The risk of meningococcal infection in a child under 18 years of age, increases by 3.8 times if their mother smokes.
Smoking increases the risk of meningococcal infection in adults by 2.4 times, passive smoking by 2.5 times, and chronic disease by 10.8 times.
Passive smoking increases the risk of meningococcal infection by 2.2 times. When both parents smoke, the risk increases by 8 times. More:   
In Ghana, where meningococcal meningitis is much more common than in developed countries, cooking in wood-burning ovens is associated with a 9-fold higher risk of infection.
When parents only smoke outside of the house, it does not decrease the level of nicotine in the children’s hair, which might indicate that the smokers continue to exhale nicotine after smoking. This hints at that the risk of meningococcal infection will not decrease if smoking is prohibited only in certain places, like homes, cars and hospitals, but a full ban is needed. It is known, however, that a relatively small number of people quit smoking, so vaccinating children will probably be more effective. Moreover, there’s hope that children will be able to protect their smoking parents from meningococcus through collective immunity.The Association between Active and Passive Smoking and Latent Tuberculosis Infection in Adults and Children in the United States: Results from NHANES. 2014, Lindsay, PLoS One
Active and passive smoking is associated with a doubling of the risk of tuberculosis. In past and present smokers, the risk of infection with the tuberculosis bacterium, the risk of developing tuberculosis, the risk of complications, and the risk of death from tuberculosis are increased.
The risk of recurrent tuberculosis was 2 times higher in those who smoked more than 10 cigarettes a day than non-smokers. In addition:    
Passive smoking is associated with a 40% increase in the risk of Hib. Daycare – with 3-fold increase in the risk. Breastfeeding decreases the risk by 50%. African Americans got infected 4 times more often.Risk factors for invasive Haemophilus influenzae type b in Los Angeles County children 18-60 months of age. 1992, Vadheim, Am J Epidemiol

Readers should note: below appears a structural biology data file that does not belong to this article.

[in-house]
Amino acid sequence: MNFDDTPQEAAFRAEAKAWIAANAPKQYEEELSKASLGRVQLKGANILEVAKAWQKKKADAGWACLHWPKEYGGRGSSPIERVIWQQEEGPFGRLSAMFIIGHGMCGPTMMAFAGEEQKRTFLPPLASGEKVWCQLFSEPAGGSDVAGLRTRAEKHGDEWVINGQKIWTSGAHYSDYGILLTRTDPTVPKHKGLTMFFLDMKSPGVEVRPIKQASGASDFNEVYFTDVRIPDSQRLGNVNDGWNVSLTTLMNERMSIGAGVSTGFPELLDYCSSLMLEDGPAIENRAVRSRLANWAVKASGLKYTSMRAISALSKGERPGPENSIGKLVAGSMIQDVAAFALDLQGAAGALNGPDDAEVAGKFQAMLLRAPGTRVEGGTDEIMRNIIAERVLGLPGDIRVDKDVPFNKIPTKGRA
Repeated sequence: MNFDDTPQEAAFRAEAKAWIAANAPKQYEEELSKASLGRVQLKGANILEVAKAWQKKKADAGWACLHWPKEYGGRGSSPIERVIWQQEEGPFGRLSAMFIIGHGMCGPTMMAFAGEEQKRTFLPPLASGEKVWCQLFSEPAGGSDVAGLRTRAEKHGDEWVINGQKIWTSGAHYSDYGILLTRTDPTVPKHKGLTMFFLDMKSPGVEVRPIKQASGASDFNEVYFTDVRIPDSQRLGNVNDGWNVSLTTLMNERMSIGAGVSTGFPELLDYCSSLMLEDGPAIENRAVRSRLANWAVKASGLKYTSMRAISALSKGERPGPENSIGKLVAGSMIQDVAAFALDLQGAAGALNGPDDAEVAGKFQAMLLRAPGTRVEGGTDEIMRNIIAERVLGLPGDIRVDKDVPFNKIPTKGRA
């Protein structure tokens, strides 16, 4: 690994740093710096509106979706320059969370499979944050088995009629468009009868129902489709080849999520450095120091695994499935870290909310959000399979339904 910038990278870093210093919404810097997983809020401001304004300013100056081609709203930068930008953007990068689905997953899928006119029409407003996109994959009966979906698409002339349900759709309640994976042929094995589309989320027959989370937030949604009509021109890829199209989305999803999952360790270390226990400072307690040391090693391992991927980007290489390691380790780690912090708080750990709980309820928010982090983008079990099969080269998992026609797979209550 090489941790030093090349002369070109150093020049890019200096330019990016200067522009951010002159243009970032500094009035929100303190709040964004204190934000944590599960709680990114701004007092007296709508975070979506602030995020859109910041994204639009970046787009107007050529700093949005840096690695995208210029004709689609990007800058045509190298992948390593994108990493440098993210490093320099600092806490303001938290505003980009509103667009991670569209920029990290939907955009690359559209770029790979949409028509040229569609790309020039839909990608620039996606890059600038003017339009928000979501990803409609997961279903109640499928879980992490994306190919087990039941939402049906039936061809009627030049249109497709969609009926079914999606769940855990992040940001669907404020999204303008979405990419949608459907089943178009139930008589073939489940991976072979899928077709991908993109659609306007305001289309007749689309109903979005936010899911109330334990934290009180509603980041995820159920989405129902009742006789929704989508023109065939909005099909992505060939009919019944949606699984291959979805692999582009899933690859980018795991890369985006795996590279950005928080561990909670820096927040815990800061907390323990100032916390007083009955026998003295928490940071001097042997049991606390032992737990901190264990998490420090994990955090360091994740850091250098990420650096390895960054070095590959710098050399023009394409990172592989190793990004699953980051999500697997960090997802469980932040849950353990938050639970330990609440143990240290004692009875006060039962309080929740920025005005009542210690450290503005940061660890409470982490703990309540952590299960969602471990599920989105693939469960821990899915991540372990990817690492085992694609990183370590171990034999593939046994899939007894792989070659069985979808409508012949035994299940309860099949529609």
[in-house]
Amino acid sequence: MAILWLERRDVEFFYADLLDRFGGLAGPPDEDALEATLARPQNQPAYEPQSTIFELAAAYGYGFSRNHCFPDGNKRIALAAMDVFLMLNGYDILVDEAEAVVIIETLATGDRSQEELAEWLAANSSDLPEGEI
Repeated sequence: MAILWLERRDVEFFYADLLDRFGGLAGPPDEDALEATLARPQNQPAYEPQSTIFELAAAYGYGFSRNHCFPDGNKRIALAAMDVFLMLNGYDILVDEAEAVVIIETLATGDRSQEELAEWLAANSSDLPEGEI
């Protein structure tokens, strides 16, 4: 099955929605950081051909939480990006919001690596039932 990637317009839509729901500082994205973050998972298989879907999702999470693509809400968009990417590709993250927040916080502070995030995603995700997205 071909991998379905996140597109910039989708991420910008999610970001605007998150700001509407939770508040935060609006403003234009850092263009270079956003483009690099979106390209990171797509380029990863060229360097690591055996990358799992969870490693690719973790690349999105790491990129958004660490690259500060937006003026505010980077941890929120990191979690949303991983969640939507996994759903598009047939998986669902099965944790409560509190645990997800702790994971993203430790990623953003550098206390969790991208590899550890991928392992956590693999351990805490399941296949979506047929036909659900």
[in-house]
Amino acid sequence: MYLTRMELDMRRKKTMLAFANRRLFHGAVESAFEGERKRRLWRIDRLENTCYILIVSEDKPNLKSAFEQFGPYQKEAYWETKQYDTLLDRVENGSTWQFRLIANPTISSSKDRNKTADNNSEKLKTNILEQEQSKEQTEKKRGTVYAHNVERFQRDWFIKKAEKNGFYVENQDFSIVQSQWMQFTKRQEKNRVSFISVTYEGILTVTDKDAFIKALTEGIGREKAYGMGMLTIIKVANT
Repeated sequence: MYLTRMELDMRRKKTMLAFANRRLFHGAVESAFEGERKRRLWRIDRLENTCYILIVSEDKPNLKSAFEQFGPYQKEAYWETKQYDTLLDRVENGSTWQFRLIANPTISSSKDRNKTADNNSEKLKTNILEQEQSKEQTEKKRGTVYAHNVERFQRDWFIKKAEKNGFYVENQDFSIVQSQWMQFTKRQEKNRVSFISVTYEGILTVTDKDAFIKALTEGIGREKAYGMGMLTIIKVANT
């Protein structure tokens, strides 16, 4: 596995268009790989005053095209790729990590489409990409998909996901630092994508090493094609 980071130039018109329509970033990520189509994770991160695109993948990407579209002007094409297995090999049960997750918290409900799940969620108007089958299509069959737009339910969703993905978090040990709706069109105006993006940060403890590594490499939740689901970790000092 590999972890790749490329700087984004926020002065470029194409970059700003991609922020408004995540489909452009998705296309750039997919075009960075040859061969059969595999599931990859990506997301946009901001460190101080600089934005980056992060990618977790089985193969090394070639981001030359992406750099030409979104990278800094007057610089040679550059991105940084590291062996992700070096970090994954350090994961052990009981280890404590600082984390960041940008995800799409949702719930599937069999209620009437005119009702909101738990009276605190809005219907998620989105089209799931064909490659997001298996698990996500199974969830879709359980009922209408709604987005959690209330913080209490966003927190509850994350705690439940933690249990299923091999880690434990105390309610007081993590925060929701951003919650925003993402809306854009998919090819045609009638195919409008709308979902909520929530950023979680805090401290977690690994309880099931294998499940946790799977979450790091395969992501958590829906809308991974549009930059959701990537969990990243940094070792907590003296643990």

Analysis of all the Hib cases in Los Angeles in 1988-9 (8.7 million population, 750 thousand of them – children under the age of 5 years). 88 cases were registered among children during the year. Mortality rate was 4.5%.
The risk of Hib in children living in homes with more than two smokers was 6 times higher.
Six or more people living in one hearth is associated with a 3.7-fold increase in the risk of Hib. African Americans get infected 3.5 times more often. Chronic illness and low income also increase the risk.
Vaccination and breastfeeding decrease the risk of Hib (for white people). Vaccination with polysaccharide vaccine increases the risk of Hib.
Another study found that a smoking parent increases the risk of Hib by 2.4 times.
In infants whose mothers smoked during pregnancy, the risk of death was 4 times higher compared to non-smoking mothers. SIDS risk was also increased if mothers continued to smoke after birth. The more mother smoked, the higher was the SIDS prevalence. Father's smoking also increased the risk of SIDS. More: 
In infants of alcoholic mothers, the prevalence of SIDS was increased by 7-8-fold, and the risk of death from other causes was 2.3 times higher. More: 
Smoking is associated with a 4.1-fold increase in the risk of invasive pneumococcal infection in adults, passive smoking – with a 2.5-fold increase.
Chronic disease is associated with a 2.6-fold increase in risk. People with incomplete secondary education get the disease 2.8 times more often, and people with secondary education twice as often than people with higher education.